Of course, there was the “other side” of the conflict as well. The liberal media gave excessive attention and credibility to these troublemaking renegades. Their "freedom marches" paraded into our living rooms on TV. Out of touch reporters provided a platform where they condemned the injustice of racial discrimination and decried the brutality of white oppression.These radicals spoke of their desire to have their rights recognized and their love validated.

And those who disagreed were labeled with harsh, negative terms. Racist. Bigot. Supremacists.

Naturally we were told not to listen because “they” had an agenda—an ominous, organized plan to undo the fabric of our sacred traditions by imposing their rights over those of the mainstream. We had to continue our divinely ordained mission to oppose their twisted view of fairness and equality. Our rights must be protected, not shared. We were told it was perfectly acceptable (preferable!) to maintain our resistance to the equality of those kind of people and that  kind of marriage. 

The law was on our side.
History was on our side.
The majority was on our side.
The Bible was on our side.
We would be victorious! 

However, into the fray of this battle “activist judges” intervened. They seemed intent on interpreting the Constitution—and ignoring the Bible—with a view toward equality. They ruled against discrimination and segregation, in spite of political pressure and accepted opinion. It didn't seem to matter what the majority might want. They ignored (and supplanted) existing, outdated laws. These jurists decided that race could not restrict the freedom of any citizen. Including the sacred institution of marriage.

How could some Americans be denied the same rights as all Americans?

Not all agreed. Many complained and grumbled. 

Some faith communities refused to welcome those of another race, or perform the ceremonies of couples who didn’t share a single race. And because of the prevailing reality of church-state separation , and to the surprise of many, the government did not force them to alter their dogmatic position; they could blissfully continue their inflexible practices of discrimination. In return, their rigid beliefs would not be imposed on the rest of progressing humanity. A civil ceremony of marriage could be performed without the validation and sanction of the church, but still enjoy all the benefits conferred by the laws of the state. It was an equitable balance.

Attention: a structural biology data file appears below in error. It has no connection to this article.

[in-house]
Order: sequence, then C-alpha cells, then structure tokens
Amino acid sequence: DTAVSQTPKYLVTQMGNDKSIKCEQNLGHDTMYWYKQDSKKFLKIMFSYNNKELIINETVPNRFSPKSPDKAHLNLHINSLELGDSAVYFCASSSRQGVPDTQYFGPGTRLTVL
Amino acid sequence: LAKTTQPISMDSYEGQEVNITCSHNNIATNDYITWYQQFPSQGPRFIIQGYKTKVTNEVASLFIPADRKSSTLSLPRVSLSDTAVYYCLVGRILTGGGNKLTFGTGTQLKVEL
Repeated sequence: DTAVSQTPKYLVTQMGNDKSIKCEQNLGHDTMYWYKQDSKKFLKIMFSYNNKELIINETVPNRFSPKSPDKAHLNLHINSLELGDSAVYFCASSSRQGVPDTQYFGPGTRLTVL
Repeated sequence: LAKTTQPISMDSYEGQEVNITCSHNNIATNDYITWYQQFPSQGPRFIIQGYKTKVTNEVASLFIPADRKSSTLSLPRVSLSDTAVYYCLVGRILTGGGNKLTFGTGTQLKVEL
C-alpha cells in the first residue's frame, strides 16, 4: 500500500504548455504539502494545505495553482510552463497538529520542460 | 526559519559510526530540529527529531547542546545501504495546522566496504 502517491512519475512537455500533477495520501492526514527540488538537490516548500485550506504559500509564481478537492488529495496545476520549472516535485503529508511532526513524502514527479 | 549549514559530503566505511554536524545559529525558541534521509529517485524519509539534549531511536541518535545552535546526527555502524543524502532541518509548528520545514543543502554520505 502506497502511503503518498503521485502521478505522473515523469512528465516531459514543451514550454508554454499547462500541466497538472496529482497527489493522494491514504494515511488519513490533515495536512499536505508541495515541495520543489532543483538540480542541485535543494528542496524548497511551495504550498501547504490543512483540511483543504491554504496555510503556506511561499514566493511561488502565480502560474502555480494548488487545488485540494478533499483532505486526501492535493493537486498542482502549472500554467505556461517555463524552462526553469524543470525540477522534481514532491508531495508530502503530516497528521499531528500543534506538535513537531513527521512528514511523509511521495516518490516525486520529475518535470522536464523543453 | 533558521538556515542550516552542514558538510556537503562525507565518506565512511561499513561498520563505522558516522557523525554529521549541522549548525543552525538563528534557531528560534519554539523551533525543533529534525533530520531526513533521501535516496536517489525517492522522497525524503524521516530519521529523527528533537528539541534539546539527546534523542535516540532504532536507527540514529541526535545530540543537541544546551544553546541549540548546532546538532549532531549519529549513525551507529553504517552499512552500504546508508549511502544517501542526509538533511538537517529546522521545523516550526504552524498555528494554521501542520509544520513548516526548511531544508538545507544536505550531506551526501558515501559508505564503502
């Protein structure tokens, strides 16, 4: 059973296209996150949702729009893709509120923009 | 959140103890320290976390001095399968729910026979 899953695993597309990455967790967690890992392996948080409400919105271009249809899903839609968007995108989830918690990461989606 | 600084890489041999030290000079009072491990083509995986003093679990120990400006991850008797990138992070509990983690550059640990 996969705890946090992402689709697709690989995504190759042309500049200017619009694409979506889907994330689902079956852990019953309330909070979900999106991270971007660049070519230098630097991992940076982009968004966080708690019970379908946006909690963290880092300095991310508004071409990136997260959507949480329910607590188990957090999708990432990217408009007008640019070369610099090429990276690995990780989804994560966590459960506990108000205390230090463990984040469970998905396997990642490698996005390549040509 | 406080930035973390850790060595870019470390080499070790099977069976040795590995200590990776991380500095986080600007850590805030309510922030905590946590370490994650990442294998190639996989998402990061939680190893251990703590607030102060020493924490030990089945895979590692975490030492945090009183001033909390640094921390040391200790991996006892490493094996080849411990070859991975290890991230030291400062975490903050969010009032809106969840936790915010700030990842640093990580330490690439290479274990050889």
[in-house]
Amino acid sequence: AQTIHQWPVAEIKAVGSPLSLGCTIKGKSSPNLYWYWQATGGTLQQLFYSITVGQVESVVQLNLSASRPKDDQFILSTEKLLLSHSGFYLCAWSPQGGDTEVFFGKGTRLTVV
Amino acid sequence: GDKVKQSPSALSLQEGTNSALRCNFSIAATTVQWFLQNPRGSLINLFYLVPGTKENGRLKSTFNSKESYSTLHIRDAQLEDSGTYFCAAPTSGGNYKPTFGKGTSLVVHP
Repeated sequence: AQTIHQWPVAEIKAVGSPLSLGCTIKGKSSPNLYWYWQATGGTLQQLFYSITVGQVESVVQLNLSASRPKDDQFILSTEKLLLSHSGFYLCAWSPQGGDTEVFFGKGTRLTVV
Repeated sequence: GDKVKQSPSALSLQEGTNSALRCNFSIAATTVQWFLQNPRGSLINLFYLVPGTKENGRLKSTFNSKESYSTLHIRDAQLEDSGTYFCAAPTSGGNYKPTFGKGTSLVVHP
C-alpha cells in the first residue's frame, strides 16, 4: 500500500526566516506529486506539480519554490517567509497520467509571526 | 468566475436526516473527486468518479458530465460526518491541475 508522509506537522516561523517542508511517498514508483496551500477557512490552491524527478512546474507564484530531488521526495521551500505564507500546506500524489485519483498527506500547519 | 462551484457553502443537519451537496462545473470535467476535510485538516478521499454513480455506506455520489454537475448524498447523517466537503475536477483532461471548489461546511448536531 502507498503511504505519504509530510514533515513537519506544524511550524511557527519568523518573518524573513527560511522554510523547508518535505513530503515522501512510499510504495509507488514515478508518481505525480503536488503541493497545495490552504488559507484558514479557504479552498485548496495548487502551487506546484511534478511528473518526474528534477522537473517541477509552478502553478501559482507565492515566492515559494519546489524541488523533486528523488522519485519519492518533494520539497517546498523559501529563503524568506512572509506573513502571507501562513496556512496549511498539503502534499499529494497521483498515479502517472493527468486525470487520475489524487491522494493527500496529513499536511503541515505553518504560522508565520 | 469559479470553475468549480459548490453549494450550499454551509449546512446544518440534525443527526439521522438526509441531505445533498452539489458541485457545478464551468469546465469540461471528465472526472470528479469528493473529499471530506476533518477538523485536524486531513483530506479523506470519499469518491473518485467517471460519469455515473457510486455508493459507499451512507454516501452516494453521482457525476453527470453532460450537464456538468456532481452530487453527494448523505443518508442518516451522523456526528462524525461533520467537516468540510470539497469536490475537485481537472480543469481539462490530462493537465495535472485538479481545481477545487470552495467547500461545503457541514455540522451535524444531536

Yes, it was a different time.

We look back now, ashamed of those who spoke out with such strong conviction. We cringe at the intolerance and the willingness to obey without question. We view them today as anachronistic, comparable to cave-dwellers.

Most who hold to a religious faith have publicly repented and sought forgiveness for the archaic behavior of their ecclesiastical parents. We see now that even the inspired Word of God—intended to bring love and unity—can be bent to personal prejudices and institutional presumption. We shudder at the harm (and horror) such unenlightened dogmatism inflicted.

I am so glad we've evolved past all that hateful and ignorant nonsense when it comes to the equality and civil rights of others.

Aren't you?

"History, despite its wrenching pain, cannot be unlived, but if faced with courage, need not be lived again."
~ Maya Angelou

Personal Note:
I’m not seeking to equate the long, historic civil rights struggle of African Americans with that of the GLBT community, and would not claim to fully understand the awfulness of those years of oppression. I am merely pointing out similarities when it comes to the fight for equality and justice.